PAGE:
I have spoken to people working in galleries here in Cardiff, who often tell me that it is difficult to get people over from London to visit Cardiff city and take in its art scene. If we take the winner of Artes Mundi 5, perhaps this gives an insight into why London based curators are less enthusiastic to jump on a train for a couple of hours to see the exhibition. Consider Teresa Margolles’s winning entry:
Margolles’s artwork is an example of where the poetic meets the political. Trained in forensic medicine and having worked in a morgue, the artist offers the audience the chance to contemplate anonymous identities, showing us the significance of the silent physical place of death in 32 años. Levantamiento y traslado donde cayo el cuerpo asesinado del artista Luis Miguel Suro (2006) and the sounds of a post-mortem in Sonido de la primera incisión torácica durante la autopsia a una victim de asesinato (Sonidos de la morgue) (2006). This multi-sensory experience is unusual, and explores an often overlooked aspect of identity – how objects, other than personal, help retain the essence and memory of an individual.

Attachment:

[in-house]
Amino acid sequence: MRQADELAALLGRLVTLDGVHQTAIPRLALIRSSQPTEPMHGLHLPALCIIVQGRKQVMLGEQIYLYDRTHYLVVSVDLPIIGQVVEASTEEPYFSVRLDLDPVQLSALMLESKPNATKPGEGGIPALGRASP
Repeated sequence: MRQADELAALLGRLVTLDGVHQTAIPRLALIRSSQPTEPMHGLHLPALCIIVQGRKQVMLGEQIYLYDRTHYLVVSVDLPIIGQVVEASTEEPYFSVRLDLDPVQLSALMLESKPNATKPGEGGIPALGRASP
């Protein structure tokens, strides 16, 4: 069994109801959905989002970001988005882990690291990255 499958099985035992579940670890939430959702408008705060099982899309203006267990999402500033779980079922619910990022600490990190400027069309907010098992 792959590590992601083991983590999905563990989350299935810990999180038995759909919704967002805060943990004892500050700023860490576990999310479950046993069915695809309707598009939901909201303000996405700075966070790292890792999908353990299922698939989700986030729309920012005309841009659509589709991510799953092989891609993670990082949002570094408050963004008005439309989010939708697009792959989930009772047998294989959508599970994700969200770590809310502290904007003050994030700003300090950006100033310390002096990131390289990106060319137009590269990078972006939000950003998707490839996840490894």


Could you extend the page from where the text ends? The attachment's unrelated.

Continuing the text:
Now, Regina José Galindo achieved global recognition thanks to her performance in ¿Quién puede borrar las huellas? (Who can erase the traces?) made in 2003, which documents the artist’s walk from the Constitutional Court to the National Palace in Guatemala City. Along the way, she carried a bowl of blood, stepping into it, and leaving a trail of bloody footprints through the city. This artwork was a response to the General Ríos Montt’s presidential election campaign, and invites the viewer of the performance to remember those who died during former dictator’s violent regime. In this way, Galindo invites the public to think and reflect on what they see: she allows the viewer to participate in the artwork and reflect on others’ cultural histories. Watch some of the performance here:
So why visit Cardiff?
Both Margolles and Galindo use performative interventions to discuss themes of violence and death in their respective Latin American countries. If the international art world recognised Galindo’s work since her fist appearances in 1999, and having also won the Golden Lion Award at the Venice Biennale in 2005 (one of the most prestigious global art prizes) – what could possibly entice people to come to Cardiff to see themes that are often explored in Latin American Art and that have already been recognised internationally over 7 years ago?
Featured image: Miradoroeste